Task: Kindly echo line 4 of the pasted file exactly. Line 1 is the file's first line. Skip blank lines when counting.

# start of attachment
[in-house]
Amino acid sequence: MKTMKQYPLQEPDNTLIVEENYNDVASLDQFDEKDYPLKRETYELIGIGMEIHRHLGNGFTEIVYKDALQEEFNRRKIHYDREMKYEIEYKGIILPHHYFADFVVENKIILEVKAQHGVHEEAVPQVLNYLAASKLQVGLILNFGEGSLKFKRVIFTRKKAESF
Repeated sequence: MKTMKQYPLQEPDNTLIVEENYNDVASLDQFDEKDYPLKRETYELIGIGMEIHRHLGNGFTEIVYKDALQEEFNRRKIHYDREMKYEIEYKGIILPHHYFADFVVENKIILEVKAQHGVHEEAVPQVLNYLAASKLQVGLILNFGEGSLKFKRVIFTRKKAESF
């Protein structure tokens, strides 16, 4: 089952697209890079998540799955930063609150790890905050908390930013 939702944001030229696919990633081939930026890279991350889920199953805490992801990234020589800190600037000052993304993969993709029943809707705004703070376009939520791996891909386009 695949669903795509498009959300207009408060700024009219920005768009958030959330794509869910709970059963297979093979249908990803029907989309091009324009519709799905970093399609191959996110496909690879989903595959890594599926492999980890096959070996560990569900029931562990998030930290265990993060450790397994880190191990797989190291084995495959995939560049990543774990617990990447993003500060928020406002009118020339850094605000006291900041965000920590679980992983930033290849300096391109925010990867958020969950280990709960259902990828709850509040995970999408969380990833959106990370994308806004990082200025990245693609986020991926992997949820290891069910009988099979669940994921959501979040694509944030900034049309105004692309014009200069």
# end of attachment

């Protein structure tokens, strides 16, 4: 089952697209890079998540799955930063609150790890905050908390930013 939702944001030229696919990633081939930026890279991350889920199953805490992801990234020589800190600037000052993304993969993709029943809707705004703070376009939520791996891909386009 695949669903795509498009959300207009408060700024009219920005768009958030959330794509869910709970059963297979093979249908990803029907989309091009324009519709799905970093399609191959996110496909690879989903595959890594599926492999980890096959070996560990569900029931562990998030930290265990993060450790397994880190191990797989190291084995495959995939560049990543774990617990990447993003500060928020406002009118020339850094605000006291900041965000920590679980992983930033290849300096391109925010990867958020969950280990709960259902990828709850509040995970999408969380990833959106990370994308806004990082200025990245693609986020991926992997949820290891069910009988099979669940994921959501979040694509944030900034049309105004692309014009200069």